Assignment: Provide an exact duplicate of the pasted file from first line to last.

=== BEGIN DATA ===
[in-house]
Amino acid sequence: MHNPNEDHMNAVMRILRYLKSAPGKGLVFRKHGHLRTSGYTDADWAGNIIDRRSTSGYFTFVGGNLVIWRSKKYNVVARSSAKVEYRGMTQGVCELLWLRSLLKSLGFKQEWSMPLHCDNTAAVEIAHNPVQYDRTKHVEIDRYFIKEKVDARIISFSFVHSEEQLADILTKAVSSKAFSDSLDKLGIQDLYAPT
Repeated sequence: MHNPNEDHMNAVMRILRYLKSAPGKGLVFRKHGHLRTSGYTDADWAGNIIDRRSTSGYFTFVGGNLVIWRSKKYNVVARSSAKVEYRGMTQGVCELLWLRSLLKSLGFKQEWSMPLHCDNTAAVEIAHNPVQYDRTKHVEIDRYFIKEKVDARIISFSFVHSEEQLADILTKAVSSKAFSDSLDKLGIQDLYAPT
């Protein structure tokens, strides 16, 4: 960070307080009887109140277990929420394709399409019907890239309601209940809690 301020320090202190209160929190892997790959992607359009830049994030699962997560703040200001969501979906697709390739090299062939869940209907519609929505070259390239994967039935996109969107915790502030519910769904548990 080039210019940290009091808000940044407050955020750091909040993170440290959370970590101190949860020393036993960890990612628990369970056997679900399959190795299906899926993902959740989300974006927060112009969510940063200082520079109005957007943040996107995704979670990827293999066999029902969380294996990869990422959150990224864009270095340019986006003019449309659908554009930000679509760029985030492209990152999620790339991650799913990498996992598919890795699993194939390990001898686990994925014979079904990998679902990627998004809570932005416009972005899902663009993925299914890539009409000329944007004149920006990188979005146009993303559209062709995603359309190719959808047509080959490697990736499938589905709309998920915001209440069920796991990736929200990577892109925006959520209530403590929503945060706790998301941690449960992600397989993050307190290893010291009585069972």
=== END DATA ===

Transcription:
[in-house]
Amino acid sequence: MHNPNEDHMNAVMRILRYLKSAPGKGLVFRKHGHLRTSGYTDADWAGNIIDRRSTSGYFTFVGGNLVIWRSKKYNVVARSSAKVEYRGMTQGVCELLWLRSLLKSLGFKQEWSMPLHCDNTAAVEIAHNPVQYDRTKHVEIDRYFIKEKVDARIISFSFVHSEEQLADILTKAVSSKAFSDSLDKLGIQDLYAPT
Repeated sequence: MHNPNEDHMNAVMRILRYLKSAPGKGLVFRKHGHLRTSGYTDADWAGNIIDRRSTSGYFTFVGGNLVIWRSKKYNVVARSSAKVEYRGMTQGVCELLWLRSLLKSLGFKQEWSMPLHCDNTAAVEIAHNPVQYDRTKHVEIDRYFIKEKVDARIISFSFVHSEEQLADILTKAVSSKAFSDSLDKLGIQDLYAPT
């Protein structure tokens, strides 16, 4: 960070307080009887109140277990929420394709399409019907890239309601209940809690 301020320090202190209160929190892997790959992607359009830049994030699962997560703040200001969501979906697709390739090299062939869940209907519609929505070259390239994967039935996109969107915790502030519910769904548990 080039210019940290009091808000940044407050955020750091909040993170440290959370970590101190949860020393036993960890990612628990369970056997679900399959190795299906899926993902959740989300974006927060112009969510940063200082520079109005957007943040996107995704979670990827293999066999029902969380294996990869990422959150990224864009270095340019986006003019449309659908554009930000679509760029985030492209990152999620790339991650799913990498996992598919890795699993194939390990001898686990994925014979079904990998679902990627998004809570932005416009972005899902663009993925299914890539009409000329944007004149920006990188979005146009993303559209062709995603359309190719959808047509080959490697990736499938589905709309998920915001209440069920796991990736929200990577892109925006959520209530403590929503945060706790998301941690449960992600397989993050307190290893010291009585069972």